The lighting industry is in the midst of a profound revolution, and it’s not just to do with the shift from halogen and fluorescent lights to LED.

According to secretary general of the Global Lighting Association Bryan Douglas, the “new paradigm” is moving the focus from hardware to the new and evolving software systems with which lighting integrates.

Douglas told The Fifth Estate more and more smart controls were being developed that work with solid state LED lighting.

These adjacent technologies have a growing importance in achieving a range of outcomes, from smart cities to improved occupant wellbeing.

Bryan Douglas, Global Lighting Association

Light communication

There is also the recent emergence of “LiFi”, for example. This is a visible light communications technology that invisibly modulates the light frequencies of an LED luminaire to allow it to transmit data.

The Paris Metro recently signed a contract to have LiFi installed, and the 3500 square metre Sogeprom office building, also in Paris, plans to install high-bandwidth bi-directional LiFi to provide internet for staff.

“Communicating by light will become the backbone of the internet of things,” Douglas says.

The use of sensors is also set to take off in cities to assist with planning, parking and traffic management and law enforcement, he says.

In the US there are already cities where sensors attached to light poles can detect gunshots, report on the number of shots, the calibre of the weapon and the exact location.

This helps police respond more quickly and with better information about the situation, and is also usable in court as part of case evidence.

Douglas says it has been suggested that the revolution underway in road lighting and street lighting could see light poles become the most valuable real estate in the city – more valuable than the roads or the buildings, even.

The “profound implications” this has for industry include a seismic shift in the geographic base for manufacturing and technology, an explosion in the number of firms in the sector and an imperative for the old-school manufacturers to change their businesses.

“Once a handful of manufacturers dominated light source manufacture – that was just a decade ago,” Douglas says.

“Now there are around 10,000 manufacturers in Asia alone.”

Halogens and fluorescents are out

All the manufacturers globally have abandoned research and development into halogens or fluorescent lighting, and are exclusively focused on solid state lighting.

Douglas says the Australian Lighting Council is also in talks with the Australian government to implement a national phase-down of all halogen lights in the next three to four years.

New tech trends mean new business relationships are being formed with system and service companies, he says.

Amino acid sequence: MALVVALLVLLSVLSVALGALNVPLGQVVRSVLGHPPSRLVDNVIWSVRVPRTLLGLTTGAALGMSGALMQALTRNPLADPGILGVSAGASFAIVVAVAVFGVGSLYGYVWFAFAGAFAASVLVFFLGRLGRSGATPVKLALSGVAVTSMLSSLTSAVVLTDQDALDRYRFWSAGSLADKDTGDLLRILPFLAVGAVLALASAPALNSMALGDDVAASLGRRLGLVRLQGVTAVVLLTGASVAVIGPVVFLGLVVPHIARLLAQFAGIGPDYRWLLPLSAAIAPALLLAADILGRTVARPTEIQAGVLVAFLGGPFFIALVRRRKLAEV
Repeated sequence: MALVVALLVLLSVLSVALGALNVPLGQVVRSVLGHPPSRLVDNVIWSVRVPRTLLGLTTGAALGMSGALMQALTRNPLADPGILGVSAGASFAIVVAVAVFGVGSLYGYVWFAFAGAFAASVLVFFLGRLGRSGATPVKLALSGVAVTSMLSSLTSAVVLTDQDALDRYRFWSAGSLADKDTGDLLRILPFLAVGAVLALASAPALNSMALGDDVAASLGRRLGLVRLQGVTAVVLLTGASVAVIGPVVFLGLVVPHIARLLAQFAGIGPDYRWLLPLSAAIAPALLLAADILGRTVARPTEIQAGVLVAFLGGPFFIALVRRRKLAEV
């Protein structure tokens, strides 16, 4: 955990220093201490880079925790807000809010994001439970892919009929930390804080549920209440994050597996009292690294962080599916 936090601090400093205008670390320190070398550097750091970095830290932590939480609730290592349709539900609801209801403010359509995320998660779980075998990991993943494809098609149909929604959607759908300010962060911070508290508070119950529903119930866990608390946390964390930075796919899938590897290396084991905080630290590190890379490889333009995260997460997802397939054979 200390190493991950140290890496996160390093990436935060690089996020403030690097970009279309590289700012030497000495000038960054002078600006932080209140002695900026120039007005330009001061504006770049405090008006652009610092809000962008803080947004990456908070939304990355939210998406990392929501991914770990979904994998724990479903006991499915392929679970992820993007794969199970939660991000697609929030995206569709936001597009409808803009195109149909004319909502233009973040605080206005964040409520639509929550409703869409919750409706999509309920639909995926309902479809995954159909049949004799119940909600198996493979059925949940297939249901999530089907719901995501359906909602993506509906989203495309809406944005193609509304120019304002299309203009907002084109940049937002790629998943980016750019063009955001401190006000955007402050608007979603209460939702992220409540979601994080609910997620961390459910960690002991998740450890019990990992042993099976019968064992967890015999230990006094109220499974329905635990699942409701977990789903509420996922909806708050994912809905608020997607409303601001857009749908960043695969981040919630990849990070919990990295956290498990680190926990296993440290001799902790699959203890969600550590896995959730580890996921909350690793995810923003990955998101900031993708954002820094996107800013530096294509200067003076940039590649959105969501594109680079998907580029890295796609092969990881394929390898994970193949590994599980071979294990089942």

“The old traditional companies are struggling. Some are selling up, and others are thriving.

“The traditional suppliers and manufacturers will need new relationships.”

New opportunities abound

Douglas says “Current, powered by GE” is a good example. The start-up within the world’s longest-standing lighting manufacturer last year acquired Internet of Things tech firm Daintree Networks and has moved into the smart cities space.

Current signed an agreement last month with US communications firm AT&T to roll out IoT connection and smart systems to cities across the US and Mexico. The aim is have digital infrastructure installed on LED lighting throughout a city that is connected to GE’s Predix IoT platform to address issues including traffic flow, parking, gunshot detection, air quality data and weather emergency alerts.

The deal builds on an initial collaboration on a project for the City of San Diego in 2015 which saw Current and AT&T install sensor controls on LED lighting throughout the city to improve energy efficiency. This is expected to also save the city around US$2.4 million in energy costs annually.

Douglas says lighting is an “integral part” of both smart cities and smart buildings.

On the building level, this means there needs to be closer relationships between the different service providers. Lighting needs to be talking to HVAC, for example.

“There needs to be much more services integration.”

The need is for building designers, service and product suppliers, engineers and asset managers to be thinking of systems, not just individual elements.

The human dimension

Douglas says there is also a growing momentum in Europe and North America around the “human dimension” of lighting.

“Everyone’s talking about human-centric lighting.”

This is because of the influence lighting has on occupant wellbeing, he says.

An emerging technology in this space is tuneable white LEDs that allow the colour temperature to be altered to match the needs of human circadian rhythms and activities. Cool white light, for example, works well for waking people up and helping them feel energised.

A lower colour temperature is better for getting ready to sleep.

“This has significant implications for classrooms, and office workers and factory workers,” Douglas says.

The tuning process is software based, and works via a remote control like tuning TV channels.

There is a trial underway in Norway in a school testing it in real-life situations.

It’s not something that’s catching on in Australia, however.

“In Europe these are concepts better known,” Douglas says. “In North America and Europe they are better attuned to thinking about lighting.”

This is because the long, dark, six-month winters in the higher latitudes make lighting a crucial part of life.

In Australia, he posits, we have so much sun it’s just not something we think about as much.

“In the commercial world they are more sensitive to lighting and people’s needs,” Douglas says.

“We have to change perceptions, and make people more aware of issues around human-centric lighting.”

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